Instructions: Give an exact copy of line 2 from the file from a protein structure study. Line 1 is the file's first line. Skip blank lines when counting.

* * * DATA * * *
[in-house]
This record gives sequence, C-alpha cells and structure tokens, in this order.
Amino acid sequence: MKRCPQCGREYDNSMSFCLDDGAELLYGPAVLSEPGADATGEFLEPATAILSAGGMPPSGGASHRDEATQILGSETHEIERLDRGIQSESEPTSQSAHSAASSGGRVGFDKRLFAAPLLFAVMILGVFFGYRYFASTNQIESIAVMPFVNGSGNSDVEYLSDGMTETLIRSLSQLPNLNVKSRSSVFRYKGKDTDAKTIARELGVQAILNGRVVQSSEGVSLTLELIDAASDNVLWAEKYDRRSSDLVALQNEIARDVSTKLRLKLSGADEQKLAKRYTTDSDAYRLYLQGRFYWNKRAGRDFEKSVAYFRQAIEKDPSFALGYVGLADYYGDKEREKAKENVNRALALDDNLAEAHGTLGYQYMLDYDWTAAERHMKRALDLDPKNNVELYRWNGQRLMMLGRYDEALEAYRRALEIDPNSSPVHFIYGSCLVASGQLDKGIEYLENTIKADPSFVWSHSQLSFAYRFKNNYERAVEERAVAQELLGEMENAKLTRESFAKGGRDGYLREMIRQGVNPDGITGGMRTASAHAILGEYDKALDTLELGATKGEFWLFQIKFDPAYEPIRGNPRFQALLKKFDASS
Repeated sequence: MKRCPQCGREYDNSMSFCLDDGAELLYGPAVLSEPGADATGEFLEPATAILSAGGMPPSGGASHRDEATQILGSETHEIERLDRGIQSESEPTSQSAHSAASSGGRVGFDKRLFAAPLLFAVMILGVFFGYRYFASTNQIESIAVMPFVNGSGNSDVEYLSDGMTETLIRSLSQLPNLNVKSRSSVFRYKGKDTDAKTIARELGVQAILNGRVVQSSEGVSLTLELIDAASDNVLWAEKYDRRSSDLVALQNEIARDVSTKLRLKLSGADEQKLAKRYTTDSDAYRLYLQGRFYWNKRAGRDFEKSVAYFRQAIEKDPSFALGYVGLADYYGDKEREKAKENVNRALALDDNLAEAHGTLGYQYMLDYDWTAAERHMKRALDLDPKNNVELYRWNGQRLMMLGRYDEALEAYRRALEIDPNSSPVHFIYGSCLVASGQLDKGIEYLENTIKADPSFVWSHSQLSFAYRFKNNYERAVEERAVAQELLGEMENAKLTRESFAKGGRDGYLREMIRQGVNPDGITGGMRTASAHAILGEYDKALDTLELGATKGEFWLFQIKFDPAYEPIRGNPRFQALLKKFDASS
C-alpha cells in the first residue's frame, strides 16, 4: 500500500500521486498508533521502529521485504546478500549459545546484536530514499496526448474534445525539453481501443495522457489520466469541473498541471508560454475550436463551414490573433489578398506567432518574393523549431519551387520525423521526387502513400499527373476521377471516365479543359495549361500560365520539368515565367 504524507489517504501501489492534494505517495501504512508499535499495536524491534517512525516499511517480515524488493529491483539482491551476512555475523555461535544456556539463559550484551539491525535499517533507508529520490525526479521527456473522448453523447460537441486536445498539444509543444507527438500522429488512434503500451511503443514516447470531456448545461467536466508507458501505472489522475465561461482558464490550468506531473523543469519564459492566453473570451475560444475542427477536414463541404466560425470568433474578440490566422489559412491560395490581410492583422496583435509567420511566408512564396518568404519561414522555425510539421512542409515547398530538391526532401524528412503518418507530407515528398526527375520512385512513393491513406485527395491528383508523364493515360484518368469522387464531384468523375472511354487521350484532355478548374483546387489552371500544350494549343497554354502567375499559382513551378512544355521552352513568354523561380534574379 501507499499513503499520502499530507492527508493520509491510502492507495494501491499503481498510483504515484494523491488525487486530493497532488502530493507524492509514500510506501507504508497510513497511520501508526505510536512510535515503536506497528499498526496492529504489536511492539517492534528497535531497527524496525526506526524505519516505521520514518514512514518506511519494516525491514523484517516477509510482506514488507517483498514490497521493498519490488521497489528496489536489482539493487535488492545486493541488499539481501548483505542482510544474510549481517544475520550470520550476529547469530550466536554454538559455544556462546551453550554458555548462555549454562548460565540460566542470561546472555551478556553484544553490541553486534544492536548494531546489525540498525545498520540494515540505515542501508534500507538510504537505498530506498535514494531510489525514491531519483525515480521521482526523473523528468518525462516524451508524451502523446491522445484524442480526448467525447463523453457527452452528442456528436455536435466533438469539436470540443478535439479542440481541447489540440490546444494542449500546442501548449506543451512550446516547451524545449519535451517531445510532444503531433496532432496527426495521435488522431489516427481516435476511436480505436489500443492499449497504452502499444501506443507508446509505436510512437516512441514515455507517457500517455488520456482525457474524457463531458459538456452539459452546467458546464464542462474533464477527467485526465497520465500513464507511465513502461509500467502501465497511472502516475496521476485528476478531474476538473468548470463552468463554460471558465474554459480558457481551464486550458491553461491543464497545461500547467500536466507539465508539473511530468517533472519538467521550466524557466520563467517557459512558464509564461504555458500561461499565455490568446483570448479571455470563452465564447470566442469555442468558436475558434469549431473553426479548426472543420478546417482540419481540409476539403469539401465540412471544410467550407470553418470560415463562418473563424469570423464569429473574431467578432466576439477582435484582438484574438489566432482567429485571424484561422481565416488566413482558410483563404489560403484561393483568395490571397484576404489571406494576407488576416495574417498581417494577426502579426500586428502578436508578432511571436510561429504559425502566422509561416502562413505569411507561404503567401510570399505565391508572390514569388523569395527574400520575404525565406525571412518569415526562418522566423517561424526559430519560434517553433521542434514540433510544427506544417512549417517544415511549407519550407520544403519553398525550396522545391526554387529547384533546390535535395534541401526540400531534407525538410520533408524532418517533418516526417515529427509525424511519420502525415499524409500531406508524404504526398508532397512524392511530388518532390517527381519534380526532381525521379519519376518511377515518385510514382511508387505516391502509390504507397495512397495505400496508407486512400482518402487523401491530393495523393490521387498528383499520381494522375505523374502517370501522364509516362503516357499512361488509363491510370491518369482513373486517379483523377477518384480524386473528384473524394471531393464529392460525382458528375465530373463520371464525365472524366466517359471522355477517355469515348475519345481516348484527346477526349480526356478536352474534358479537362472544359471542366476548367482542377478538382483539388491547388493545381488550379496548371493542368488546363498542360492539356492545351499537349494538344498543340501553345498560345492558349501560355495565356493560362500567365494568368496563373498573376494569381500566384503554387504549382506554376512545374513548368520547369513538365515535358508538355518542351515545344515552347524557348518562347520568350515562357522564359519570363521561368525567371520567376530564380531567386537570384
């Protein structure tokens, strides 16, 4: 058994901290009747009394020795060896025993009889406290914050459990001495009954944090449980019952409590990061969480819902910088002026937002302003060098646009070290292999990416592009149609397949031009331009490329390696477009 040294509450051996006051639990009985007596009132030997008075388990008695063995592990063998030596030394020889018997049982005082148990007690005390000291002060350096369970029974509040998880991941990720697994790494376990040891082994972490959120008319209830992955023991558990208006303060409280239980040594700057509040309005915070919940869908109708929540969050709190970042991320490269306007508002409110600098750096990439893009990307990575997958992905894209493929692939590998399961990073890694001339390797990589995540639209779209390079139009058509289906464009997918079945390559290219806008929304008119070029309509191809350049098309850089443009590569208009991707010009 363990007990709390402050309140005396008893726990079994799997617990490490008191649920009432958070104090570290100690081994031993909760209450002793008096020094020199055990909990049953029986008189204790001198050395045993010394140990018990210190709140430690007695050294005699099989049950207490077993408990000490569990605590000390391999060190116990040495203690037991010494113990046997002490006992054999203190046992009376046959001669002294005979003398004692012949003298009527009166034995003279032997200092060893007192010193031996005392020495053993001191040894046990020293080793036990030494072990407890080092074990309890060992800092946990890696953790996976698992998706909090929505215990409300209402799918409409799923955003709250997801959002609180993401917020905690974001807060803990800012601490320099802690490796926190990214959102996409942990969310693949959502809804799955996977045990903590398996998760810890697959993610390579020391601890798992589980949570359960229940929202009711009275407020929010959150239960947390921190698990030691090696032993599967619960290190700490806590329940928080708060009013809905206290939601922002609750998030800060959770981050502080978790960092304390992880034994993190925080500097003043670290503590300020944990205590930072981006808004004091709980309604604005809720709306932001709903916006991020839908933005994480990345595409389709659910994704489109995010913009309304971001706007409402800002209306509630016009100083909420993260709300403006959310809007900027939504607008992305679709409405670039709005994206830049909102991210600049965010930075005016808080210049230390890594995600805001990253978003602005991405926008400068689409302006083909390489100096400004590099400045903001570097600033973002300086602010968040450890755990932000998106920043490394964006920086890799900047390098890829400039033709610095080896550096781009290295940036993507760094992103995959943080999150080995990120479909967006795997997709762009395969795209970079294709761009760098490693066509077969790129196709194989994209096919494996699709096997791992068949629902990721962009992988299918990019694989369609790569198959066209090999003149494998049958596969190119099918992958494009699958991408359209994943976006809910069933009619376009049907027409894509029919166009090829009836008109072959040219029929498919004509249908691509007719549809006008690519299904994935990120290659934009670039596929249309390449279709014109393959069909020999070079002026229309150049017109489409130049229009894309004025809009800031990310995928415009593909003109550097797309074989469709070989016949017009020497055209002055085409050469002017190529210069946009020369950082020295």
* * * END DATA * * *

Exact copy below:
This record gives sequence, C-alpha cells and structure tokens, in this order.